Political Serenity Places Kenya 5th in RMB’s Investment Destinations

By Rahab Mbiriti / February 11, 2019




Kenya was ranked fifth in Africa’s most attractive investment destinations in 2019 according to a new study by South Africa’s Rand Merchant Bank (RMB).

The RMB Investment Attractiveness index ranked Kenya the best in East Africa due to the political serenity experienced after the 2017 election and the expected GDP growth of above 5 percent.

Sustained expansion in consumer demand, urbanization, EAC integration, structural reforms, and infrastructure investment (including an oil pipeline, railways, ports and power generation) also contributed to the ranking of Kenya as the best investment destination in East Africa.

Kenya was ranked fifth after Egypt, South Africa, Morocco, and Ethiopia. In assessing the most attractive investment environments in Africa, RMB considered two important conditions for viable investment – economic activity and the operating environment.

Rwanda was ranked second in East Africa after Kenya and was also rated the fastest growing economies due to its government’s massive support and channeling of funds to the domestic industries while FDI has increased significantly over the past decade.

Tanzania was placed third in East Africa due to what the report cited as “government tax breaks, development of special economic zones, investment in public infrastructure and growth in the services sector as incentives for foreign investors”. The report also noted that the economy’s size was almost overtaking Kenya’s with an expected growth of above 6.5 percent over the next five years.

READ MORE: Kenya 7th Most Improved Country in Ease of Doing Business Worldwide

South Sudan has deteriorated the most, after being ranked the least attractive investment destination due to the ongoing civil war which has prevented the economy from developing. Opposing parties have signed a peace deal granting rebels key positions in a transitional government in the latest bid to end the almost-five-yearlong conflict. If this deal is successful, it is expected that there will be an improvement in its rankings.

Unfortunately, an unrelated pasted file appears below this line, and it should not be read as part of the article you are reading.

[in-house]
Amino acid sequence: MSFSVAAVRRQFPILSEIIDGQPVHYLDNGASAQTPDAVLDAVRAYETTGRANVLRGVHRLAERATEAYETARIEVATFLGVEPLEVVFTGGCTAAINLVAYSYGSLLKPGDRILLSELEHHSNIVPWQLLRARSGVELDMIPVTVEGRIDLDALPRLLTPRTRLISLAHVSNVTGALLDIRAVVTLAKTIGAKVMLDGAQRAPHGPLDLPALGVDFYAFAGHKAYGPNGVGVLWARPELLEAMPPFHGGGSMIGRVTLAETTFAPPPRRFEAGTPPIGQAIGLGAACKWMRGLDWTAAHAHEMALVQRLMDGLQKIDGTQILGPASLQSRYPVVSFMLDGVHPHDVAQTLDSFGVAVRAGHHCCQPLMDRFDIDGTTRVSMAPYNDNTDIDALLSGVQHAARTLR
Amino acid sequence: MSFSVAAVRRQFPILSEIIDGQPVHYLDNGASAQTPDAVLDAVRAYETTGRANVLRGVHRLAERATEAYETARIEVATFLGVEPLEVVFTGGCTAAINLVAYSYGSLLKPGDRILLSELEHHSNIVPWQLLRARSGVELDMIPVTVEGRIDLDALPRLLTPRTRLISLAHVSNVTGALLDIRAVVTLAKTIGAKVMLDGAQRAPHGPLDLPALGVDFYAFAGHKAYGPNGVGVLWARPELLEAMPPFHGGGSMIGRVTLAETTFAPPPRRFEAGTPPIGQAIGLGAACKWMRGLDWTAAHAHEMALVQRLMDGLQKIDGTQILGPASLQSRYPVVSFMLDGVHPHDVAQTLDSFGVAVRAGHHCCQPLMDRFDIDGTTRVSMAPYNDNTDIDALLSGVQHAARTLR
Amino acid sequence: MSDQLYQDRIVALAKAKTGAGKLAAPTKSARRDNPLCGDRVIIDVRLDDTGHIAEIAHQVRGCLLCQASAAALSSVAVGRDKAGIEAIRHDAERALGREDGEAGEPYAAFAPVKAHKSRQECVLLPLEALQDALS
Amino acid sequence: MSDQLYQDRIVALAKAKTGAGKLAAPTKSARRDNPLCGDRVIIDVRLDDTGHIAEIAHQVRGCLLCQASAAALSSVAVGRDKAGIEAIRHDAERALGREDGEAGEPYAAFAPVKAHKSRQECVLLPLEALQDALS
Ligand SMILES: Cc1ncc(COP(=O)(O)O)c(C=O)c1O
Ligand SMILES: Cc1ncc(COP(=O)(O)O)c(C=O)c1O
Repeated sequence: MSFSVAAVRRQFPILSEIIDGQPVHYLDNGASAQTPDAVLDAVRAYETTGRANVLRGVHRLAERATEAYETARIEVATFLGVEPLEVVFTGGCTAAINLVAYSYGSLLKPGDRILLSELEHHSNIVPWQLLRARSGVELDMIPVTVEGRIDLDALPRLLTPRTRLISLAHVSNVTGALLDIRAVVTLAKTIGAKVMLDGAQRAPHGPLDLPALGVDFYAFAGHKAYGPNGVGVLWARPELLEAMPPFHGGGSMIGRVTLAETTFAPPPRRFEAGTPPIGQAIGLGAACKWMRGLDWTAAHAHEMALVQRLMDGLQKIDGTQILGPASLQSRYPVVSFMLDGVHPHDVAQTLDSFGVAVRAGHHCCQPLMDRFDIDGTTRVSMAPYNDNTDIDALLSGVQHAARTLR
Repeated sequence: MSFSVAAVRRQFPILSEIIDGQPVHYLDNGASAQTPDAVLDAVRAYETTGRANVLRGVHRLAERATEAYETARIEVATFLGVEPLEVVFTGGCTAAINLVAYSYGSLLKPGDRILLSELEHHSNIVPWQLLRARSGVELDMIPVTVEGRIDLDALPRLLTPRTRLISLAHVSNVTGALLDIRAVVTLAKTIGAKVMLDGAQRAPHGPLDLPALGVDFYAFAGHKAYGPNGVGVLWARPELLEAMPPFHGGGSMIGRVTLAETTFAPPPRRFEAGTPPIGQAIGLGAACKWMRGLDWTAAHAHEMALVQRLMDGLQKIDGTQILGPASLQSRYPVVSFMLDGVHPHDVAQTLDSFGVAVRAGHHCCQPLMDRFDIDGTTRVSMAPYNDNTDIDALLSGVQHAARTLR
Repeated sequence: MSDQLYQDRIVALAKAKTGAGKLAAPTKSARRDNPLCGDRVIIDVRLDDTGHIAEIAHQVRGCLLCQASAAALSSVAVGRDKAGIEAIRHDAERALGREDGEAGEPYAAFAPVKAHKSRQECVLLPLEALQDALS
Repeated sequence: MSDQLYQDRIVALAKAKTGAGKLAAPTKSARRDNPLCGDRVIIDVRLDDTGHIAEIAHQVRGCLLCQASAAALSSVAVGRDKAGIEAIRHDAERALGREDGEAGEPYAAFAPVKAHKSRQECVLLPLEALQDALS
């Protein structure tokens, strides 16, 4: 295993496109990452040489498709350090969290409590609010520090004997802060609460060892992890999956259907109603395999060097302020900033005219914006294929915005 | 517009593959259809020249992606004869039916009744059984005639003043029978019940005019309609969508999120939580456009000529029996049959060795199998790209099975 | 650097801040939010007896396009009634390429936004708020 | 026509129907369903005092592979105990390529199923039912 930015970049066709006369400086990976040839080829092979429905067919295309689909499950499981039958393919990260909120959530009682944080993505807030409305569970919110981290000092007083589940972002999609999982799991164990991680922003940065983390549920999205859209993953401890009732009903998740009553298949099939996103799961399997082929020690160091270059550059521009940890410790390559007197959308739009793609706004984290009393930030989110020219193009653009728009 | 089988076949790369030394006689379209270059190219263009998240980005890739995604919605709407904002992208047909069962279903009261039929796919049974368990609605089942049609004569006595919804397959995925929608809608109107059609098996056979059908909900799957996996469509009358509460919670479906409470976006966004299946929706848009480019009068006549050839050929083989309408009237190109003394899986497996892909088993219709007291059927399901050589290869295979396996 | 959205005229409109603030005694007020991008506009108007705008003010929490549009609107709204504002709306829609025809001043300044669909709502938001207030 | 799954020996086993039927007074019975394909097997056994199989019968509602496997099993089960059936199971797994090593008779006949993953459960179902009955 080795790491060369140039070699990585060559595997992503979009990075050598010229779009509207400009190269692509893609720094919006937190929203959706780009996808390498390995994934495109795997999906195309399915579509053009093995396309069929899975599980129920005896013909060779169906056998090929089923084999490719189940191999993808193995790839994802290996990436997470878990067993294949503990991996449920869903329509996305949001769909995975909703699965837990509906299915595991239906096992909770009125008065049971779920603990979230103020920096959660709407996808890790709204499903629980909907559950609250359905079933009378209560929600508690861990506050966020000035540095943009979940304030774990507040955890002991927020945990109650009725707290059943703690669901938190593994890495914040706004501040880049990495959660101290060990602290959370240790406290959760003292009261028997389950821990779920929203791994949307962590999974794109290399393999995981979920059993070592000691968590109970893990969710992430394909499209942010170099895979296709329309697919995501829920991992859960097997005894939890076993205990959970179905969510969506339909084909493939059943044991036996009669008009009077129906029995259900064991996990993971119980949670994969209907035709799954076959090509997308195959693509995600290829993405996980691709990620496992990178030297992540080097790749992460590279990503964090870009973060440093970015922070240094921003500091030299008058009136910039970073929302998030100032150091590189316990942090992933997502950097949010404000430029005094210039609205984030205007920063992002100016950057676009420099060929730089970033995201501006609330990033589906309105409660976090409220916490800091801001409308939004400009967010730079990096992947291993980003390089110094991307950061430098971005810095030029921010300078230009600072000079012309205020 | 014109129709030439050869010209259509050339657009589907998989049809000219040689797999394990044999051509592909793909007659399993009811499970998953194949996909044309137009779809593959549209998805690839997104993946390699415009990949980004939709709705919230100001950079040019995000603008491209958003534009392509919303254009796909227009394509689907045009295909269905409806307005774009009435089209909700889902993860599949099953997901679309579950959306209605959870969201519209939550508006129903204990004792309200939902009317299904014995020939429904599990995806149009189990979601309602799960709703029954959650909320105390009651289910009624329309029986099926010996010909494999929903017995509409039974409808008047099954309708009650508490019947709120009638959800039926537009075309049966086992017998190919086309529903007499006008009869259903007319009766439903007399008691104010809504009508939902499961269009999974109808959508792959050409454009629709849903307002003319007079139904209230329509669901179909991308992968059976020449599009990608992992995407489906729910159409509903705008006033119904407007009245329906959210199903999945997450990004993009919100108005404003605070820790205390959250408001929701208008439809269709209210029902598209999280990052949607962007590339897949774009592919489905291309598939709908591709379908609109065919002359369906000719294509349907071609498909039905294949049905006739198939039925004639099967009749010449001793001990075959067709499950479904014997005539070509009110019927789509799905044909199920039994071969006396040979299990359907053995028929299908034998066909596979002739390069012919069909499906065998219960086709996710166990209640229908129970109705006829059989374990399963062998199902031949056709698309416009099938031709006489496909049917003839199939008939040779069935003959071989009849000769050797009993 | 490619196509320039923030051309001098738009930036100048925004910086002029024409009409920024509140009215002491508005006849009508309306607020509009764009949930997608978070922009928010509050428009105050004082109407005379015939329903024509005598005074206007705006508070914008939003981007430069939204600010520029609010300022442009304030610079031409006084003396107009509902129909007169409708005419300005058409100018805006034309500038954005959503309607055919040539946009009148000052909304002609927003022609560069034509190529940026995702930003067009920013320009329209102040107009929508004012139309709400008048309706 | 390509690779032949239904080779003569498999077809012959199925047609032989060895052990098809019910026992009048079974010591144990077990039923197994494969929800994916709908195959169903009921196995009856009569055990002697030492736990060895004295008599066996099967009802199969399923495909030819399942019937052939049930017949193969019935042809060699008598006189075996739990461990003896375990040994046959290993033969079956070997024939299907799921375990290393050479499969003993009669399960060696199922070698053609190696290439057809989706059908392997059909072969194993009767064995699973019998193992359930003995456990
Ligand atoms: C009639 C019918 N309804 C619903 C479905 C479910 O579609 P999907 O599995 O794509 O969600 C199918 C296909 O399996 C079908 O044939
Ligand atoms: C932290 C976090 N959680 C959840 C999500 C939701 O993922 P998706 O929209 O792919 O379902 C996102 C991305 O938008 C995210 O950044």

According to the report, Africa’s overall operating environment has improved only marginally since the last assessment done in 2017. However, access to financing, corruption, inadequate infrastructure, and weak governance remain the most problematic factors for doing business in Africa.

Ranking Infrastructure Quality in Africa

The Investment Attractiveness index also compared the quality of infrastructure in all the 54 African countries in which Kenya was ranked position 15 with a score of 4.1 out of a possible 10 points.

Kenya’s M-KOPA Solar was highlighted in the report the leading pay-as-you-go energy provider in Africa. M-KOPA brings high-quality solar energy to homes in Kenya, Tanzania, and Uganda using a pay-per-use installment plan.

Envisioning a ready solution to inconsistent power supplies due to the lack of infrastructure, M-KOPA founder Nick Hughes designed a system that has now become. This has put Kenya on the map as the leading East African country in realizing its potential for soft infrastructural innovation.

Seychelles dominated the rankings with its high-quality tourism infrastructure and strong ICT capabilities. In fact, the island economy was placed second in Africa on the International Telecommunication Union’s (ITU) ICT Development Index and 90th on its scale of 176 countries worldwide.

Infrastructure development is a vital component in encouraging a country’s economic growth.  Adequate infrastructure in the form of road and railway transport system, ports, power, airports, and their efficient working is needed for integration of a country’s economy with other economies of the world.

The report highlighted that the lack of efficient infrastructure is one of the major challenges to doing business on the continent. Nonetheless, its development is the key to unlocking Africa’s growth potential.

The African Development Bank’s (AfDB) most recent estimation of infrastructure needs is between US$130bn and US$170bn annually, but the continent’s available capital is insufficient to achieve this.

READ MORE: Political Stability Key to Kenya’s Economic Growth Prospects, ICAEW





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